ASA 5510 log messages %ASA-4-419002: Duplicate TCP SYN

Discussion in 'Cisco' started by Tilman Schmidt, Jan 31, 2008.

  1. An ASA 5510 I'm running as an IPSec gateway is producing lots of log
    messages like this:

    %ASA-4-419002: Duplicate TCP SYN from inside:192.168.1.100/3650 to outside:10.2.160.51/80 with different initial sequence number

    Why is this bad, or even worth reporting?

    Is the obvious solution ("no logging message 419002") also the correct one?

    TIA
    Tilman

    PS: The CCO Error Message Decoder doesn't even know that message and its
    only suggestion is I might have mistyped it.

    --
    Please excuse my bad English/German/French/Greek/Cantonese/Klingon/...
     
    Tilman Schmidt, Jan 31, 2008
    #1
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  2. * Tilman Schmidt wrote:
    > An ASA 5510 I'm running as an IPSec gateway is producing lots of log
    > messages like this:
    >
    > %ASA-4-419002: Duplicate TCP SYN from inside:192.168.1.100/3650 to
    > outside:10.2.160.51/80 with different initial sequence number
    >
    > Why is this bad, or even worth reporting?


    TCP SYN packets might be lost and resend without modification. That's normal.

    TCP SYN packets with different sequence numbers are the way to go for
    opening TCP sessions using a spoofed source IP. This is a serious attack.
    It's hard to trace the sender, because you can't trust the src IP. So you
    have to got the routers backward in order to find the attacker.

    In your case, I'd suspect the guy with 192.168.1.100 to run hacking software.
     
    Lutz Donnerhacke, Jan 31, 2008
    #2
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  3. Lutz Donnerhacke wrote:
    > * Tilman Schmidt wrote:
    >> An ASA 5510 I'm running as an IPSec gateway is producing lots of log
    >> messages like this:
    >>
    >> %ASA-4-419002: Duplicate TCP SYN from inside:192.168.1.100/3650 to
    >> outside:10.2.160.51/80 with different initial sequence number
    >>
    >> Why is this bad, or even worth reporting?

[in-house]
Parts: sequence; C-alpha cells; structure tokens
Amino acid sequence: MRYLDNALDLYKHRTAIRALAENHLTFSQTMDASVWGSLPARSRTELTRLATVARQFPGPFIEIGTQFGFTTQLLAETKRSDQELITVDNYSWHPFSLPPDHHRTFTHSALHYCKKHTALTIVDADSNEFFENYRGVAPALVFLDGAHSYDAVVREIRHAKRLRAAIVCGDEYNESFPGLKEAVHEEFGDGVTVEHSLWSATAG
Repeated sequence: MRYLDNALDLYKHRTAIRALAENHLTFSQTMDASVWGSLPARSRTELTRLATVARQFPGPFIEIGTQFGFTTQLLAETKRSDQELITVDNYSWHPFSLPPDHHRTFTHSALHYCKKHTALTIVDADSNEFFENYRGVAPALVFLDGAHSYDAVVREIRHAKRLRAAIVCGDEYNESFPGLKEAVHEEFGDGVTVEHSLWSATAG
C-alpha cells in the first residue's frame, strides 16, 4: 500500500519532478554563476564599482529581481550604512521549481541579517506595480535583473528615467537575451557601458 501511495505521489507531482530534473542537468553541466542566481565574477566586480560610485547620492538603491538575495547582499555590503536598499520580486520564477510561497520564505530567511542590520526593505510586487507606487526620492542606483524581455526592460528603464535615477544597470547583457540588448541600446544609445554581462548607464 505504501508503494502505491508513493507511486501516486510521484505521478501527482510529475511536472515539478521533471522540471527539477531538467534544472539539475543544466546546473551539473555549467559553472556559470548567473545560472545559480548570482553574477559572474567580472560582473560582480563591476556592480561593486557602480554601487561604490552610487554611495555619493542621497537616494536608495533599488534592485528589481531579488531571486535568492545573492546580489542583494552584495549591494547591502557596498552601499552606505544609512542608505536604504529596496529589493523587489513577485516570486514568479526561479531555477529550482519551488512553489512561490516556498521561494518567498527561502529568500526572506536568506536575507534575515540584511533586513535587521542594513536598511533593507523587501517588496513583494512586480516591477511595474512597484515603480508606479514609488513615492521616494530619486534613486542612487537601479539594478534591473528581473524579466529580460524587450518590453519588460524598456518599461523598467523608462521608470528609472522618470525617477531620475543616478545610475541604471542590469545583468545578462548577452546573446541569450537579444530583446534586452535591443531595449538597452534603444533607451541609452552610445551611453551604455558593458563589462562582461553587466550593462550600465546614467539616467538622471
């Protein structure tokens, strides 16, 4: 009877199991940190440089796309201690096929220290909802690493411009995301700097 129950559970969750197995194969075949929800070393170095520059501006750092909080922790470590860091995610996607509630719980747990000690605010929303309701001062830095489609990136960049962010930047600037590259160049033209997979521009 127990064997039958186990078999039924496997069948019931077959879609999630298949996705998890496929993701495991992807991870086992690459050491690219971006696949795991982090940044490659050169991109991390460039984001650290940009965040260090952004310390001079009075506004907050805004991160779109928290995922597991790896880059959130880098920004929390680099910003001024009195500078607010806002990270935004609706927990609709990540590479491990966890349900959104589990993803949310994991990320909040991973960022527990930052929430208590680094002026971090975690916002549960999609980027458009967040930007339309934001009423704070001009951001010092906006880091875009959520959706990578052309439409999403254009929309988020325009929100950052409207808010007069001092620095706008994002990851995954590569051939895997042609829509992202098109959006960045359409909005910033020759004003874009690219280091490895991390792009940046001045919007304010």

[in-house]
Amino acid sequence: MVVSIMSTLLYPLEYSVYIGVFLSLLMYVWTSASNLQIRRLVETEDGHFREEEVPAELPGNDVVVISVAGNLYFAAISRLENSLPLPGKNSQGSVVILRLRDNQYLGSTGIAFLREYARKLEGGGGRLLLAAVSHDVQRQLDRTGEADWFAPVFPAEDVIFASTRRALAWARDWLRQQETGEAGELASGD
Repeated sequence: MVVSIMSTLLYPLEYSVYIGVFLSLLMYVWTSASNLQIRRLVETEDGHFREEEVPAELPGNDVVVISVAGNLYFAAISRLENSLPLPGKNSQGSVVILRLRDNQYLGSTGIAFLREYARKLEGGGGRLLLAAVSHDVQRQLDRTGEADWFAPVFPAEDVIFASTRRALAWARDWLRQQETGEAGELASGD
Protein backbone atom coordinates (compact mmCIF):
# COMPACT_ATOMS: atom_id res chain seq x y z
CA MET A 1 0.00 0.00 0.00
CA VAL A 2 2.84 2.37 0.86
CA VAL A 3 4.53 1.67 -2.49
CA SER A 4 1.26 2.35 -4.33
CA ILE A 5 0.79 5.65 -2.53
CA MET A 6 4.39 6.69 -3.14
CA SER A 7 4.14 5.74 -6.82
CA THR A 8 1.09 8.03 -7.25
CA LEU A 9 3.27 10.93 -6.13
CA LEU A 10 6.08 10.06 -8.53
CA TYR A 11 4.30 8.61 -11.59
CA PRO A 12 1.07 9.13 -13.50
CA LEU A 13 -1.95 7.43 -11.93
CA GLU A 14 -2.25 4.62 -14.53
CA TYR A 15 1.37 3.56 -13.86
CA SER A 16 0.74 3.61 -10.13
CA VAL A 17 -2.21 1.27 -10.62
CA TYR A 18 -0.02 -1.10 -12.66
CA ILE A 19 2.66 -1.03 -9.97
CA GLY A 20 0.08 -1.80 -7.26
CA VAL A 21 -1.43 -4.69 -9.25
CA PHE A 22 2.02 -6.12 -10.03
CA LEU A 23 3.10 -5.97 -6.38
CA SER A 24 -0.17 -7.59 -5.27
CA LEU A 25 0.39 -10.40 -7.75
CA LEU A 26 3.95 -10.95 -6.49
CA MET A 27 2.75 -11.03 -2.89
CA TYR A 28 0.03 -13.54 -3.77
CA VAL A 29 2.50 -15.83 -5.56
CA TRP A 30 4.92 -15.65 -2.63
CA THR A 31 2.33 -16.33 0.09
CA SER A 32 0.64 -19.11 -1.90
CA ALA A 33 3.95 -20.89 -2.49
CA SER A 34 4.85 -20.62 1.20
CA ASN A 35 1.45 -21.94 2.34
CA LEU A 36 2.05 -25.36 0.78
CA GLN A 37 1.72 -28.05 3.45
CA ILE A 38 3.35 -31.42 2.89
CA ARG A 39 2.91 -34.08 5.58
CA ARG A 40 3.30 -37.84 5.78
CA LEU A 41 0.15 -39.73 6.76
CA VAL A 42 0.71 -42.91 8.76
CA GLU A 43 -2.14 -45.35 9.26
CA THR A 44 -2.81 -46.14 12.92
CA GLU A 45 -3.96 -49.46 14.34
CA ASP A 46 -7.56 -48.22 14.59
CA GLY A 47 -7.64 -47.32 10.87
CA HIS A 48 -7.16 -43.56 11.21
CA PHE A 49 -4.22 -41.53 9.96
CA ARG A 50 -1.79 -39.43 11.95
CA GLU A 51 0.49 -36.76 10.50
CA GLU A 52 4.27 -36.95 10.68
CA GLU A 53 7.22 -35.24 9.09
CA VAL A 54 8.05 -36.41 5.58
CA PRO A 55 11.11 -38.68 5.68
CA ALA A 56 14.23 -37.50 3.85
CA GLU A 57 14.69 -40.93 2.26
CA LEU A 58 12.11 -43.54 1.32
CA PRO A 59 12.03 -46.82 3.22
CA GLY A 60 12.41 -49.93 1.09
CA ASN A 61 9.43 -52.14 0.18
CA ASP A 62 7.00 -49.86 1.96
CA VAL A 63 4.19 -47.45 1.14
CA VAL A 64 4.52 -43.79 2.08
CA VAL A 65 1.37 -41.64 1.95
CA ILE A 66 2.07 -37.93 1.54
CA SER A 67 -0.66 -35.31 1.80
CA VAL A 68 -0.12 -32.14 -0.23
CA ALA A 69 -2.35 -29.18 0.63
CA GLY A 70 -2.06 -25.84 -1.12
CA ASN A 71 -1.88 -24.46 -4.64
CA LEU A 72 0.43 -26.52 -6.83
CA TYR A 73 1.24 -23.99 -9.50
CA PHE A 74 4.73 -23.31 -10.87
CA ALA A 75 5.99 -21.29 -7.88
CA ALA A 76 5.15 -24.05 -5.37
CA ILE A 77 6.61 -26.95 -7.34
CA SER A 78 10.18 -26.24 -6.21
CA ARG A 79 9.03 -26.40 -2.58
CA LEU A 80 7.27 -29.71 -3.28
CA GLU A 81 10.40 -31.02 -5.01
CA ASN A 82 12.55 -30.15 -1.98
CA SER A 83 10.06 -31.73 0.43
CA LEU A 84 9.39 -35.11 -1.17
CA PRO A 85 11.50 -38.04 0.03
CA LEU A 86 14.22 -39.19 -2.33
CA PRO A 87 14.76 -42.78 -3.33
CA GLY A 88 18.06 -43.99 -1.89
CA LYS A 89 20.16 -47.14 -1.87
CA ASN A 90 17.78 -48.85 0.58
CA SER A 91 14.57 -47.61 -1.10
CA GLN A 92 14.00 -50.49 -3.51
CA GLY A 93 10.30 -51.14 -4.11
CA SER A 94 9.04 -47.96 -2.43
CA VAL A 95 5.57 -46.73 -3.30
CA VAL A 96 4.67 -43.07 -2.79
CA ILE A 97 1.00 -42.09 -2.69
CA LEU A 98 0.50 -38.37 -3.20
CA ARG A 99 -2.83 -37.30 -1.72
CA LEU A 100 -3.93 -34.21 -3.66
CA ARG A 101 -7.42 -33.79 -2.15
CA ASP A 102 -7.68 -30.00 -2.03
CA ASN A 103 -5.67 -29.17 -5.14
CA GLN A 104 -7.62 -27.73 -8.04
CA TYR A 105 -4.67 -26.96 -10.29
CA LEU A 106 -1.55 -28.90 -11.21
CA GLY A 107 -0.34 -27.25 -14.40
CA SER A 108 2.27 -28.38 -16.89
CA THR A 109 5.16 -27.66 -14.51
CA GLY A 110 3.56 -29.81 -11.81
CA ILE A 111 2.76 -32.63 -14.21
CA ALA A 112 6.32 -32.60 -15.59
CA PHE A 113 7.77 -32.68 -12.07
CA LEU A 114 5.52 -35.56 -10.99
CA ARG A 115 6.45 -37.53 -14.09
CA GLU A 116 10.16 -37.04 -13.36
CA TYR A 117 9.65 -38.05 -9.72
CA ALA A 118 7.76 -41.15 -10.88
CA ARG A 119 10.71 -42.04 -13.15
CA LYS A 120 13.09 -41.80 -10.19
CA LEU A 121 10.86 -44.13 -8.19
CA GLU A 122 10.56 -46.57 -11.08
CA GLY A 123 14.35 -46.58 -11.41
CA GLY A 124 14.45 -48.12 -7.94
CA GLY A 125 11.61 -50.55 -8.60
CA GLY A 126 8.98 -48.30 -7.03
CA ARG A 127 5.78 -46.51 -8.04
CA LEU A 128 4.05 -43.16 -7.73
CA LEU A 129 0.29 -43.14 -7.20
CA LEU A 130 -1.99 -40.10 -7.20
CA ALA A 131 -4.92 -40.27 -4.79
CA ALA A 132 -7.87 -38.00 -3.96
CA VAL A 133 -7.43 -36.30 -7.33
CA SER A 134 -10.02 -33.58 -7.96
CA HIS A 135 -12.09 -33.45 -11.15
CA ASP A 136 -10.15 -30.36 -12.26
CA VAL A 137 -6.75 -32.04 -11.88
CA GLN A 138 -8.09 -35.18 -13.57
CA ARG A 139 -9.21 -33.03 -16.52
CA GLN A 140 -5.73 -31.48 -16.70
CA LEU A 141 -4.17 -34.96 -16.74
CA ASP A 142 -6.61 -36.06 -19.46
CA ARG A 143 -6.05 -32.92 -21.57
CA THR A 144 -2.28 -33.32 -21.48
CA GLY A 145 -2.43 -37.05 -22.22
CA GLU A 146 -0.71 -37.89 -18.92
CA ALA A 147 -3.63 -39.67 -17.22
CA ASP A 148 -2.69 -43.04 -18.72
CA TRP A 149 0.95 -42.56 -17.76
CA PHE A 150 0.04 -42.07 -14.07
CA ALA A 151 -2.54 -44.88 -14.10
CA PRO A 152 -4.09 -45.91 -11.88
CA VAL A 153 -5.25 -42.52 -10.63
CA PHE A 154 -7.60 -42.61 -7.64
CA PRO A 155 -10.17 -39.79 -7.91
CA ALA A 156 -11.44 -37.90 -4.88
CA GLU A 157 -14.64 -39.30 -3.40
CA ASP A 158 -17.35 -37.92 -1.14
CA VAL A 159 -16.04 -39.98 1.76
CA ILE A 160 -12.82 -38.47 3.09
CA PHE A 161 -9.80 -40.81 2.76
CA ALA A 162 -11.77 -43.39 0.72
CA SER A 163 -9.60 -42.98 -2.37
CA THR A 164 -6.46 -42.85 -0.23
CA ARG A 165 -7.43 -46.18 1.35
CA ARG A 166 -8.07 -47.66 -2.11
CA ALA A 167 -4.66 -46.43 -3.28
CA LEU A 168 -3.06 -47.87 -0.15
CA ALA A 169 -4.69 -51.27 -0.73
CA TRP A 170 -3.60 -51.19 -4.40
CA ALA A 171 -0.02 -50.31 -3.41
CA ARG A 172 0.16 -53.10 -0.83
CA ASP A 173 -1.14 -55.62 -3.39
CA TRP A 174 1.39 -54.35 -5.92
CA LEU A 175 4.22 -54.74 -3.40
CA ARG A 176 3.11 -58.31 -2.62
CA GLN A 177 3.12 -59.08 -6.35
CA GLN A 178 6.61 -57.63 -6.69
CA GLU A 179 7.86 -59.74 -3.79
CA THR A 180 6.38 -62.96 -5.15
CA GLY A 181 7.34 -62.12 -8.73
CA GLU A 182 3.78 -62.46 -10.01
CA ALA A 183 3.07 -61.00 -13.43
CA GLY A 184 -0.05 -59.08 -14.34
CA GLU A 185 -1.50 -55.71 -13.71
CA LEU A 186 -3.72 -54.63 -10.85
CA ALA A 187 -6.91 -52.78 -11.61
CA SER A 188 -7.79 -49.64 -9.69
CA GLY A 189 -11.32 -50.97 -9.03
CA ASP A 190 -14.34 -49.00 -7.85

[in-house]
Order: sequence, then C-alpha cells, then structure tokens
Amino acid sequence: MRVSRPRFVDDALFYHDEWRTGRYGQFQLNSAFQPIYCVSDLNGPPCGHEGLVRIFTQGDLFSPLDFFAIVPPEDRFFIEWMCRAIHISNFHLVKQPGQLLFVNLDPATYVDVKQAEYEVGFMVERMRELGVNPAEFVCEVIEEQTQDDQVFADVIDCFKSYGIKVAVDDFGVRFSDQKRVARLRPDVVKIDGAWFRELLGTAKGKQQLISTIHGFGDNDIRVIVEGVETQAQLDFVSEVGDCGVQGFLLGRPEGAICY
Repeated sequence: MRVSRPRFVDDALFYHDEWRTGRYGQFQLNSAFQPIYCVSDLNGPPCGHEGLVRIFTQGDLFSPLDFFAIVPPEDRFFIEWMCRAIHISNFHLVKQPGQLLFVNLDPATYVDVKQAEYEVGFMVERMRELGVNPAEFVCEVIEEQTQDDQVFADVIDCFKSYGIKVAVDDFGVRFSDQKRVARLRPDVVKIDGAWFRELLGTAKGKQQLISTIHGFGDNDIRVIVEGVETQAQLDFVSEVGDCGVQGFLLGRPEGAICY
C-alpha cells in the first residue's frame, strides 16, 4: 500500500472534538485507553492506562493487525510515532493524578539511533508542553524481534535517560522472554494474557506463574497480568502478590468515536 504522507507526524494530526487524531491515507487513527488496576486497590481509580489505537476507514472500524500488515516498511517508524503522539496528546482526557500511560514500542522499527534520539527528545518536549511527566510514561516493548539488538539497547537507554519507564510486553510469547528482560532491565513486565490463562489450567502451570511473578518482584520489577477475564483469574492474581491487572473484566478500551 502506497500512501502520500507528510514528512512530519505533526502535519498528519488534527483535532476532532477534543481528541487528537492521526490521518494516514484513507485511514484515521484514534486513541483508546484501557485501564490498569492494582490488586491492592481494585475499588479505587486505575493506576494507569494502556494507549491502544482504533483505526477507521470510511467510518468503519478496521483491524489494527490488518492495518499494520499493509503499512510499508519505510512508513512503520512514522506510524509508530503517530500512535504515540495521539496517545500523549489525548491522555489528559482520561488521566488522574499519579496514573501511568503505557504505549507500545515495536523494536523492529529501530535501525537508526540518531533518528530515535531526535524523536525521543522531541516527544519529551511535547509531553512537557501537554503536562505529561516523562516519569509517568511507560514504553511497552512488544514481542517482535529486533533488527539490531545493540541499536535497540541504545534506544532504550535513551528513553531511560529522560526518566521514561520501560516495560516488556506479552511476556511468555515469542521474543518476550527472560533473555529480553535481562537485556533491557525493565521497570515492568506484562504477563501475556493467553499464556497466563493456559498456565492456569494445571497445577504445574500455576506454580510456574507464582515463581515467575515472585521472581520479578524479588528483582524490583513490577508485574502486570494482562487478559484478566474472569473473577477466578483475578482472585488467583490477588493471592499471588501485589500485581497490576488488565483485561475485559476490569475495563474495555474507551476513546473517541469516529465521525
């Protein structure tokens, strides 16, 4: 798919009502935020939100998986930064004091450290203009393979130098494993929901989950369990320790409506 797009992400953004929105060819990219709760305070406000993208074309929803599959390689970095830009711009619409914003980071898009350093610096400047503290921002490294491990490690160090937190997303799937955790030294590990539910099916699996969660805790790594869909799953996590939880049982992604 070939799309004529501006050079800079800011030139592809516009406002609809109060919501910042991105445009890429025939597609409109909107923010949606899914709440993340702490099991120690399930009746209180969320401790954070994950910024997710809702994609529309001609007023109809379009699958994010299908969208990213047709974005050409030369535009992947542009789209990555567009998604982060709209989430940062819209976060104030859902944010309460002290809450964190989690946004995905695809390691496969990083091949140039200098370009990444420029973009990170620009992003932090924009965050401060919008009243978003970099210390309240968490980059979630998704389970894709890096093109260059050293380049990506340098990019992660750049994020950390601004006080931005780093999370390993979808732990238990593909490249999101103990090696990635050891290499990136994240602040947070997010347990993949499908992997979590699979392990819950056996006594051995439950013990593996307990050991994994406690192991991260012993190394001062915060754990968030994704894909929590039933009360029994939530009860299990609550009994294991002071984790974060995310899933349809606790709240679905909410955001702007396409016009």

>
    > TCP SYN packets might be lost and resend without modification. That's normal.
    >
    > TCP SYN packets with different sequence numbers are the way to go for
    > opening TCP sessions using a spoofed source IP. This is a serious attack.
    > It's hard to trace the sender, because you can't trust the src IP. So you
    > have to got the routers backward in order to find the attacker.
    >
    > In your case, I'd suspect the guy with 192.168.1.100 to run hacking software.


    Hmm. The guy with 192.168.1.100 is me. :)

    The network behind the ASA's inside interface is completely under my
    control, with the ASA being the only gateway, so I'm reasonably sure
    there's no source IP address spoofing going on.
    192.168.1.100 is a Windows Server 2003 I manage. It is running Tandberg
    videoconferencing management software (TMS) and nothing else. It is
    certainly running nothing that can be considered as "hacking software".
    10.2.160.51 is one of the managed conferencing devices, and these
    thingies actually do have a web interface for management, so an access
    to its port 80 from my management server is absolutely plausible too.
    In sum, this traffic is, with a probability bordering on certainty,
    legitimate.

    Should I complain to the software manufacturer for violation of RFCs?
    Which ones?

    Thx
    T.

    --
    Please excuse my bad English/German/French/Greek/Cantonese/Klingon/...
     
    Tilman Schmidt, Feb 1, 2008
    #3
  4. * Tilman Schmidt wrote:
    > Lutz Donnerhacke wrote:
    >> In your case, I'd suspect the guy with 192.168.1.100 to run hacking software.

    >
    > Hmm. The guy with 192.168.1.100 is me. :)


    You are an bad guy, arn't you? ;-)

    > In sum, this traffic is, with a probability bordering on certainty,
    > legitimate.


    Capture the network traffic and ask Daniel Rosen in your company to assist
    you in debugging it.
     
    Lutz Donnerhacke, Feb 4, 2008
    #4
  5. Am 04.02.2008 12:33 schrieb Lutz Donnerhacke:
    > * Tilman Schmidt wrote:
    >
    >> In sum, this traffic is, with a probability bordering on certainty,
    >> legitimate.

    >
    > Capture the network traffic and ask Daniel Rosen in your company to assist
    > you in debugging it.


    Sorry, no one with that name on our payroll. I can't help wondering
    who you think my company is.

    No hint what I should be looking for, so I can go after this myself?

    --
    Please excuse my bad English/German/French/Greek/Cantonese/Klingon/...
     
    Tilman Schmidt, Feb 17, 2008
    #5
  6. * Tilman Schmidt wrote:
    > Sorry, no one with that name on our payroll. I can't help wondering
    > who you think my company is.


    Sorry, I took it from the newsserver you are using.

    > No hint what I should be looking for, so I can go after this myself?


    You have to go youself or ask your ISP or any other expert to help you.
     
    Lutz Donnerhacke, Feb 18, 2008
    #6
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